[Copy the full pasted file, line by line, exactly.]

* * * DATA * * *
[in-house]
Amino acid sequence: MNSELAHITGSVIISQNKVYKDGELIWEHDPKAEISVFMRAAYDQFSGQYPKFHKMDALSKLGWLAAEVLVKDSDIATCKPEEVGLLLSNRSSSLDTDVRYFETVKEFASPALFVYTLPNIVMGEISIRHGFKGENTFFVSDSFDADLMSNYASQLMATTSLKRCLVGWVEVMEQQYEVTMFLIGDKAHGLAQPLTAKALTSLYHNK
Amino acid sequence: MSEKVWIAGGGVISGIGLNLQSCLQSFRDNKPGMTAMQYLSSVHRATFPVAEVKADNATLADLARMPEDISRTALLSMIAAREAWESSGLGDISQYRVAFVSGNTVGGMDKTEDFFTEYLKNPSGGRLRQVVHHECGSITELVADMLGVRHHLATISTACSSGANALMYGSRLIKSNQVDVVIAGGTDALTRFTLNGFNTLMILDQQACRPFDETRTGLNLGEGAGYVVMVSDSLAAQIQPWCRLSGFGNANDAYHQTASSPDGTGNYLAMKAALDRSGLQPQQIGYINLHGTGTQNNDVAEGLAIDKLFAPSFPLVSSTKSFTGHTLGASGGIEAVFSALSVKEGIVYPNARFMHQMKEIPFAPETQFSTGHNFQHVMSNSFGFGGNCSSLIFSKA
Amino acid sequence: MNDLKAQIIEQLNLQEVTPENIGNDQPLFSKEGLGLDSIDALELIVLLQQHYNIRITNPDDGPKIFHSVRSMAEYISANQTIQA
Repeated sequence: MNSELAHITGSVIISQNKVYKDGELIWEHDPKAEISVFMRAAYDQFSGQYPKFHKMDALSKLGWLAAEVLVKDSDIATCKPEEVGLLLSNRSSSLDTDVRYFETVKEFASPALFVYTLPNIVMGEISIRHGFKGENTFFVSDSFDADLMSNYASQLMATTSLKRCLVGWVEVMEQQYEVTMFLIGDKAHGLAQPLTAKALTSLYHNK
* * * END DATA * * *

[in-house]
Amino acid sequence: MNSELAHITGSVIISQNKVYKDGELIWEHDPKAEISVFMRAAYDQFSGQYPKFHKMDALSKLGWLAAEVLVKDSDIATCKPEEVGLLLSNRSSSLDTDVRYFETVKEFASPALFVYTLPNIVMGEISIRHGFKGENTFFVSDSFDADLMSNYASQLMATTSLKRCLVGWVEVMEQQYEVTMFLIGDKAHGLAQPLTAKALTSLYHNK
Amino acid sequence: MSEKVWIAGGGVISGIGLNLQSCLQSFRDNKPGMTAMQYLSSVHRATFPVAEVKADNATLADLARMPEDISRTALLSMIAAREAWESSGLGDISQYRVAFVSGNTVGGMDKTEDFFTEYLKNPSGGRLRQVVHHECGSITELVADMLGVRHHLATISTACSSGANALMYGSRLIKSNQVDVVIAGGTDALTRFTLNGFNTLMILDQQACRPFDETRTGLNLGEGAGYVVMVSDSLAAQIQPWCRLSGFGNANDAYHQTASSPDGTGNYLAMKAALDRSGLQPQQIGYINLHGTGTQNNDVAEGLAIDKLFAPSFPLVSSTKSFTGHTLGASGGIEAVFSALSVKEGIVYPNARFMHQMKEIPFAPETQFSTGHNFQHVMSNSFGFGGNCSSLIFSKA
Amino acid sequence: MNDLKAQIIEQLNLQEVTPENIGNDQPLFSKEGLGLDSIDALELIVLLQQHYNIRITNPDDGPKIFHSVRSMAEYISANQTIQA
Repeated sequence: MNSELAHITGSVIISQNKVYKDGELIWEHDPKAEISVFMRAAYDQFSGQYPKFHKMDALSKLGWLAAEVLVKDSDIATCKPEEVGLLLSNRSSSLDTDVRYFETVKEFASPALFVYTLPNIVMGEISIRHGFKGENTFFVSDSFDADLMSNYASQLMATTSLKRCLVGWVEVMEQQYEVTMFLIGDKAHGLAQPLTAKALTSLYHNK